Nvidia Corp. (NVDA) saw a recent dip in value while still maintaining an impressive growth trend over the past two years. The technology company significantly outperformed the S&P 500, rising by approximately 268.4% compared to the S&P’s gain of about 35.3%. Hedge funds were actively buying the stock in the third quarter, and Nvidia rose on the WhaleWisdom Heatmap to a ranking of fourteen from eighteen.
Nvidia designs and manufactures computer graphics processors, computer chipsets, and multimedia software. The company operates through a Graphics Processing Unit and Tegra Processor segment. Nvidia’s graphics processing unit (GPU) technology powers computers worldwide, speeding up the completion of intensive computational tasks for consumers and appealing to a range of business professionals and scientists. Its enterprise chips appeal to data centers, researchers, the gaming industry, and automakers who leverage Nvidia’s technology to process large volumes of data for decision making.
As Nvidia continues to pursue strategic business expansion, it hit a snag related to its proposed acquisition of UK chip designer Arm Ltd. from Japanese technology giant SoftBank. Nvidia announced the acquisition in the Fall of 2020. Since then, it has faced regulatory scrutiny by the US, UK, Europe, and China over concerns that it could reduce competition, restrict access to ARM’s semiconductor designs, and reduce industry innovation. Concern that the deal may be blocked contributed to Nvidia’s recent dip in share value.
Hedge Funds Are Enthusiastic
Nvidia had a solid third quarter, and the aggregate 13F shares held by hedge funds increased to about 284.2 million from 280.3 million, an increase of approximately 1.4%. Of the hedge funds, 38 created new positions, 178 added to an existing position, 29 closed out their position, and 180 reduced their position. Institutions were selling, with aggregate holdings decreasing by about 5.1% to approximately 1.6 billion from about 1.7 billion.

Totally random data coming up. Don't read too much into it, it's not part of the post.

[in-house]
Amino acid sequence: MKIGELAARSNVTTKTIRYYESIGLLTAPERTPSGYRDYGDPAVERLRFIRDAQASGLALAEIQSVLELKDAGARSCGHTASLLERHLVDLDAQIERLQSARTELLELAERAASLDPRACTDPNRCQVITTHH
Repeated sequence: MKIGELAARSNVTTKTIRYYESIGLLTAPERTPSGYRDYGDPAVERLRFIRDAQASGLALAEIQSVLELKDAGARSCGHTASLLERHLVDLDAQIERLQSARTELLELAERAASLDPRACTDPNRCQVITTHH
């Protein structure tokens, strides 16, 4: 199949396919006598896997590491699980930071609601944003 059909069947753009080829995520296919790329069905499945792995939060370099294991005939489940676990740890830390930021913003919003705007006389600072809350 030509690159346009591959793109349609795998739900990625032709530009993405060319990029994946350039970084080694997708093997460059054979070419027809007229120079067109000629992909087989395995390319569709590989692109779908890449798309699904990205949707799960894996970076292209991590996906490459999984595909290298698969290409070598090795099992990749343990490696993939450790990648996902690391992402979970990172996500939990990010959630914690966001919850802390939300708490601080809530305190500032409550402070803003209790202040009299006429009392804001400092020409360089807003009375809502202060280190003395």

Encouraging Multiyear Figures
Analysts expect to see earnings rise over the next two years, with increases in growth estimated to bring earnings per share to $4.33 by January 2022 and $5.19 by January 2023. Year-over-year estimated increases could also bring revenue close to $31.5 billion by 2023, up from a predicted $26.7 billion in 2022. The long-term 13F metrics between 2002 and 2022 suggest that Nvidia remains on an upward trend.
Analysts Weigh in on Arm
Analysts shared their views on the heavily scrutinized Arm acquisition deal. While Nvidia’s shares were down over speculation that regulators would block the acquisition plan, Nvidia hasn’t thrown in the towel. It is still seeking to convince regulators of the benefits of the acquisition to the industry. While Nvidia’s CFO had reported in November that it was committed to the purchase, Bloomberg L.P. more recently reported that the company is quietly planning to end its acquisition attempt amid regulatory pushback and lawsuits. Analyst Matt Bryson from Wedbush Securities Inc. shared his belief that regulatory approval of the deal is unlikely. Rob Enderle of Enderle Group shared that failing to acquire Arm would give Nvidia the ability to effectively block other potential buyers from restricting Nvidia’s future access to Arm’s technology. While not acquiring Arm would be an initial setback to Nvidia’s business aspirations, Nvidia still has the opportunity to partner with the intellectual property vendor.
Nvidia’s stock may have recently lost some ground, but the technology company has shown considerable overall growth. Hedge funds were buying and estimates through 2023 look favorable. Nvidia holds long-term potential, and its recently lowered share value may be appealing to investors.